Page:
Welcome to Dakar!

This morning, I realized that I hadn’t posted any pictures of Dakar, or talked about my first impressions since arriving 2 days ago.

I’m also having some issues with Blogger and the uploading function, so the pictures might have to wait. Oh well. Onward!

One of the first things I noticed when I arrive to Dakar was the GIANT statue in the center of the city. I had seen pictures of it before, because Brenda posted pictures of it and her being next to it. I thought, Okay, a pretty and tall statue. I’ll go see it sometime. Let me just tell you… I SERIOUSLY underestimated the size of this statue. It looked HUGE from the taxi as soon as we left the airport. That statue must be the size of the Parthenon, and I will get to compare the two when I go to Greece in February.

The traffic here is also something to behold. There aren’t really signals, or signs, or anything like that. There are as many taxis (if not more) than any other car on the road, and there are scooters and motorbikes everywhere. Oh, and the buses here are multicolored and rusty, but super neat looking. One of the back doors remains open, and there’s a ladder on the other door so people can climb in. If you want to get on a bus, shout to the driver your destination, and if the driver shouts back to you, hop on!

I also noticed that there are many unfinished buildings in Dakar. They all seem to be at the cement/brick stage, and many of them even have a crane next to them, like it’s stopped in time waiting for the next lift operator and brick.

The people in Dakar have incredibly diverse fashion, especially the women. Some women wear pants and tops much like you would see in the U.S. or Europe. Others wear long skirts and shirts, and still others wear the traditional Senegalese dress, normally 2 pieces (a skirt and top) with a head wrap in matching fabric. This is different than what I know as the “hijab,” though some women here cover their hair in that style, as well. With the traditional Senegalese dress, the hair is wrapped with fabric, but it is flouted at different points around the head and looks like a flower from some angles.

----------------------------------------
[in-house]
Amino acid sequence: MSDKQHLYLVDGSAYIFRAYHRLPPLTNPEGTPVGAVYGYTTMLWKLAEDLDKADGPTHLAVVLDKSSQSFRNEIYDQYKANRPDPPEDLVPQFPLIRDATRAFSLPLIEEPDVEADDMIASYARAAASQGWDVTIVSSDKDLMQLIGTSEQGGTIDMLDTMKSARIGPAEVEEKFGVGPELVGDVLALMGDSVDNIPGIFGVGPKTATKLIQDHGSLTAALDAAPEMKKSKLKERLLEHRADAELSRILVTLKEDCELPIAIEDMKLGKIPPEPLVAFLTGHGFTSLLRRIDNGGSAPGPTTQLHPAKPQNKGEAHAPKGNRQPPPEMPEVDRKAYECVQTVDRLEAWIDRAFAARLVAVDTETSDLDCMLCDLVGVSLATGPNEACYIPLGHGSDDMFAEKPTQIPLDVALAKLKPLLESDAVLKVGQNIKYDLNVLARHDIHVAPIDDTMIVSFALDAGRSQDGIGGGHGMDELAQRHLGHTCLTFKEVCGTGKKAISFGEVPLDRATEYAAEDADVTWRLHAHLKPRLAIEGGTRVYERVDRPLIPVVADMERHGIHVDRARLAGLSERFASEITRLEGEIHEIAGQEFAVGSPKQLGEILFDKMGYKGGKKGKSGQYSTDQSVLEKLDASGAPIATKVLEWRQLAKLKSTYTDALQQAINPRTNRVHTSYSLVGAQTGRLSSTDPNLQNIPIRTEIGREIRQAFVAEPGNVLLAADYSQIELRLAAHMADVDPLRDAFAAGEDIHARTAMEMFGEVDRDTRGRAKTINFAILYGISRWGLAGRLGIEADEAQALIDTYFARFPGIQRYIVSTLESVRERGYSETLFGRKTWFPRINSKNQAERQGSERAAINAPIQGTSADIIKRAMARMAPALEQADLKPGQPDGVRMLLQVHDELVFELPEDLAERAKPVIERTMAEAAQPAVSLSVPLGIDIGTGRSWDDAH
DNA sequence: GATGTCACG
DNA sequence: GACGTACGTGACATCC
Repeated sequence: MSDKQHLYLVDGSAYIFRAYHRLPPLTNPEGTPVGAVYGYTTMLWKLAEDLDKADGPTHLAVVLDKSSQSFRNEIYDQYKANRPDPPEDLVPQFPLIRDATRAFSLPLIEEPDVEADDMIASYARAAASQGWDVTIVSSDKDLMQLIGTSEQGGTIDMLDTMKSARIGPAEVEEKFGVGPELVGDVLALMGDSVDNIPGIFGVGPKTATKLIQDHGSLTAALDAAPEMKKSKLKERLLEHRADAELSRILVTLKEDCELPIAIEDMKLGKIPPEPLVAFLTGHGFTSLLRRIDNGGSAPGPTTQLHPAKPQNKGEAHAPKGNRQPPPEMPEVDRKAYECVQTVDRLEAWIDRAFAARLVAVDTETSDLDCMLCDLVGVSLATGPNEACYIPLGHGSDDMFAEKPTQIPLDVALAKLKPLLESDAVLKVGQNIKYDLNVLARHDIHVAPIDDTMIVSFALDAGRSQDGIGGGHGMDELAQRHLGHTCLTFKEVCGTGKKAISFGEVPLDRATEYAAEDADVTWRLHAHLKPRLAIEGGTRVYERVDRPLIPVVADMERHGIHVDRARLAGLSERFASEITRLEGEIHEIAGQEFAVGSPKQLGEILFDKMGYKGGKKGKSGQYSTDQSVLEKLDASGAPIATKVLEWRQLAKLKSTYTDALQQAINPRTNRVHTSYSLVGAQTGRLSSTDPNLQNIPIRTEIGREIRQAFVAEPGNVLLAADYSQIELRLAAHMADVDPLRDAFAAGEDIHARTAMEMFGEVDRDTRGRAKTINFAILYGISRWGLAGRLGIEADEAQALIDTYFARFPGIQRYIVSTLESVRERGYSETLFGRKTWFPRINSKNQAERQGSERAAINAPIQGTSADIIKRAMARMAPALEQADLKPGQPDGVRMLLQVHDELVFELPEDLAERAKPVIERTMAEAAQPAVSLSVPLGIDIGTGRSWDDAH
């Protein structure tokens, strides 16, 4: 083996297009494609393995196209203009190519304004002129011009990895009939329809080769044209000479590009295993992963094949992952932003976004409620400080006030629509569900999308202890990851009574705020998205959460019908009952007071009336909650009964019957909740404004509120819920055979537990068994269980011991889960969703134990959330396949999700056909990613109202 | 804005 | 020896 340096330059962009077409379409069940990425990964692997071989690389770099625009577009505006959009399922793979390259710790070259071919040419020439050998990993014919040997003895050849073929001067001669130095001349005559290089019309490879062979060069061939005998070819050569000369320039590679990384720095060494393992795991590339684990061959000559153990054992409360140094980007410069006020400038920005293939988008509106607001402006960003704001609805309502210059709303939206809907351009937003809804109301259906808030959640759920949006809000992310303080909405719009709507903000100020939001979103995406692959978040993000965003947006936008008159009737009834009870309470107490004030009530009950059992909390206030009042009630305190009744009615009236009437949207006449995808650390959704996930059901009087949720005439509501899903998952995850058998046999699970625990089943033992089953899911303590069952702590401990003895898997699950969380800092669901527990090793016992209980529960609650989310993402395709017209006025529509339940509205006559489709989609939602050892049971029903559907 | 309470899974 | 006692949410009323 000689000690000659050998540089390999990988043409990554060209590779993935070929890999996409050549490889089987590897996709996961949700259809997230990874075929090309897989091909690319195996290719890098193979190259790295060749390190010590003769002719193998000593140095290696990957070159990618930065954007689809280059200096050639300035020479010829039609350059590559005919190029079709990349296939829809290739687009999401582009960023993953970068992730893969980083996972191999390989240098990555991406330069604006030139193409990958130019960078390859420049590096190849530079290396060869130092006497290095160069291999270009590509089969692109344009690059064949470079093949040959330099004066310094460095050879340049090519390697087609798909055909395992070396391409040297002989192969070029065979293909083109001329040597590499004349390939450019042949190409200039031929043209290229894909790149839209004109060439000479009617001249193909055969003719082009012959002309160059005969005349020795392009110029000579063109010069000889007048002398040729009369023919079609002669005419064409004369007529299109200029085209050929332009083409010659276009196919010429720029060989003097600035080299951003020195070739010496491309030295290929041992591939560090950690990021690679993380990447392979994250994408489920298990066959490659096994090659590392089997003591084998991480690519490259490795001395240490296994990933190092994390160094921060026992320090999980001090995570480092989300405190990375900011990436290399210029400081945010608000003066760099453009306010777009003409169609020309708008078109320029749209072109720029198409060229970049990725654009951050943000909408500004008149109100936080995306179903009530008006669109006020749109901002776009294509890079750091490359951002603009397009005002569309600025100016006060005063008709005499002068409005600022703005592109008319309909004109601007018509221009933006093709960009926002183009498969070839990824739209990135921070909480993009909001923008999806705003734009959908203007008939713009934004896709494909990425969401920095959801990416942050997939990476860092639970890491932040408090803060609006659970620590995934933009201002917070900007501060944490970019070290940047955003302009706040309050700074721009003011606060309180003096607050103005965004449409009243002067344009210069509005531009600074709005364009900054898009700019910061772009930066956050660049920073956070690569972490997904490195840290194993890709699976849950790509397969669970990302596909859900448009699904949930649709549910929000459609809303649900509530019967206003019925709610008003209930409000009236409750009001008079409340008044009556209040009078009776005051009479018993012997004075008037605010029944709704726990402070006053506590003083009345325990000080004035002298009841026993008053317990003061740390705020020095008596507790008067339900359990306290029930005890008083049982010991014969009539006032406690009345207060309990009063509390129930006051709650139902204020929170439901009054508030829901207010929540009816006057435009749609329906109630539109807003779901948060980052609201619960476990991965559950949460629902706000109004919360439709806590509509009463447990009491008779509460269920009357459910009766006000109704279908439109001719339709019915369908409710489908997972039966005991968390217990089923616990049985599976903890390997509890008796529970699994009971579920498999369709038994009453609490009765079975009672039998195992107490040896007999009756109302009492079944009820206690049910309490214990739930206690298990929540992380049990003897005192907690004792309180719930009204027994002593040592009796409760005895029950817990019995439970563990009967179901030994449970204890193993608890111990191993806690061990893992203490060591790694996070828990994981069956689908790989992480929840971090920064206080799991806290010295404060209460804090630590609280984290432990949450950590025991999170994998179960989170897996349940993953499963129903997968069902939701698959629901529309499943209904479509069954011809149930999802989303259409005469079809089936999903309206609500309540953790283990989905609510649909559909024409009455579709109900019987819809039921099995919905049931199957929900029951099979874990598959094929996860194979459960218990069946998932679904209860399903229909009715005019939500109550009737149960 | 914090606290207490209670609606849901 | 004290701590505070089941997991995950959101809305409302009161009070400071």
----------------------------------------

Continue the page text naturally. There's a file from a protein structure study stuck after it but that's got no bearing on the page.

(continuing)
Men in Dakar wear traditional long-sleeved shirts that reach to the ground over similar colored trousers and a hat, or they wear “Western-style” clothing. I have also seen men in nice suits, though their jackets are more patterned than business styles in the U.S.

It seems that the people here are incredibly fashionable, and have a good spirit, even if they are not smiling when they walk by.

My first meal here was at the local restaurant in my neighborhood; the landlady’s sons walked us their and found owner’s son (who could speak English) to seat us and take our order. A lot of the furniture I have seen, including the kitchen set in my flat, is lawn furniture. The tables were fairly low to the ground, and most people were sitting on lawn chairs in stacks of 2. They did this because aside from the concrete walkway, the entire floor of the restaurant was covered in seashells!

I have not done well taking pictures the past 48 hours due to work and trying to ground myself in this experience, but starting this evening I will make more time to take photos, as there are so many interesting things to see around Dakar.

Happy Hump Day!

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